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The Bruno Saga: An “Alien’s” Perspective

Anyone who has heard me speak, has read anything I have written or knows my interests know what my dream job is. Whether it’s writing, radio or television, any career in the field of sports would be a dream come true. As a person who constantly reads blogs and websites, listens to radio shows and has every sports channel on my DVR as one of my favorites, I hear and see mostly everything.

With social networking, moments of “Oh Shit!” and “Did you see that?” are caught instantaneously, Tweeted about seconds later and are up on YouTube within minutes. That’s the world we live in. Whether celebrities, athletes or journalists like it is another question, but what isn’t in question is this: no one is safe.

You don’t have to be a celebrity or athlete to be caught up in the moment either. From personal experience and hearing stories from friends, if it’s on the internet at any moment for any amount of time, people will find it, remember it and use it against you.  This brings me to the man of the hour: Mr. “Tell Me No Lies and Keep Your Hands to Yourself”…Tony Bruno.

On Friday, Bruno, an avid fan of anything Philadelphia and nationally syndicated radio host, took to Twitter to release his frustration on a brawl that erupted during the Giants and Phillies game that night; specifically Giants reliever Ramon Ramirez.

@TonyBrunoShow: gutless #!@%*# Giants. Bochy is a coward for having his illegal alien pitcher hit a guy since mighty Frisco boys …”

Despicable.

Bruno has been in the business for more than two decades, he should know better. Bruno is a constant user of social media sites (uploading pictures on Facebook and Tweeting every day), he should know better. Some of Bruno’s most frequent callers on KNBR are Hispanic, including the infamous Carlos, he should know better. Bruno is considered one of the best in the business, previously referred to as “fabulous” by his longtime friend and former KNBR cohort Gary Radnich, he should know better.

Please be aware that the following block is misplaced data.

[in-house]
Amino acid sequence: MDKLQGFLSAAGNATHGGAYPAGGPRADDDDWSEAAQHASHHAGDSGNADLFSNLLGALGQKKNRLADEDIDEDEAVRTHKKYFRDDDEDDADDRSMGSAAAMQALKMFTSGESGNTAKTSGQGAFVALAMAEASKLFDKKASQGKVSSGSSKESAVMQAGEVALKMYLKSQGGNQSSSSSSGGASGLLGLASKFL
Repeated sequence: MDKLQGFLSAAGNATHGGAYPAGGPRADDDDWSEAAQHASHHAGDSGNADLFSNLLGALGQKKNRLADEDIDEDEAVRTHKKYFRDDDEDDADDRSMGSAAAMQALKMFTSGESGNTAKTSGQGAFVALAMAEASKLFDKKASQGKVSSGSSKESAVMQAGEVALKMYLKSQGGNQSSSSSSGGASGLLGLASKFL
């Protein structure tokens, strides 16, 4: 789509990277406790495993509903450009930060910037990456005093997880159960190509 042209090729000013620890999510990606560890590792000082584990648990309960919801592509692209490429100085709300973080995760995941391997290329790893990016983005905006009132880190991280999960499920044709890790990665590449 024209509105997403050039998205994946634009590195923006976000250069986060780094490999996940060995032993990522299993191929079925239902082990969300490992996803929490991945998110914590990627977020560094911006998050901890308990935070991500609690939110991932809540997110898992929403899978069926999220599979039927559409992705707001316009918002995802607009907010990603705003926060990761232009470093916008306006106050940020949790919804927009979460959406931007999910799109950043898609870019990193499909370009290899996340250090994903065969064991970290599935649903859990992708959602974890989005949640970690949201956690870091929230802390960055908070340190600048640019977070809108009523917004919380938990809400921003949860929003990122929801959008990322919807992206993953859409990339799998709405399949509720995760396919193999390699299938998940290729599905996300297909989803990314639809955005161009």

As a person of Mexican descent and a person also with the last name Ramirez, I was bothered by his comments. I don’t want to kill him or burn his house down, but his comments struck a nerve, especially for someone who is trying to get into the business he has been so successful in for two decades.

Bruno immediately deleted the Tweet, quickly followed it with an apology and has since written a much longer apology on his Facebook page. It doesn’t matter. In his apology he states, “I still stand by my comments that Bruce Bochy is a coward, as are all managers who order pitchers to throw at guys just because their pitchers can’t get a guy out.”

Okay?

You stand behind your comments, but not the one that got you in trouble?

In a much lengthier apology posted late Saturday night, Bruno speaks as to why his response to the brawl was much larger than the two teams, but more about the unwritten rules of the game, “What I posted was reaction to something that goes beyond Giants-Phillies rivalry baseball. My position on “unwritten rules” of baseball has been consistent.”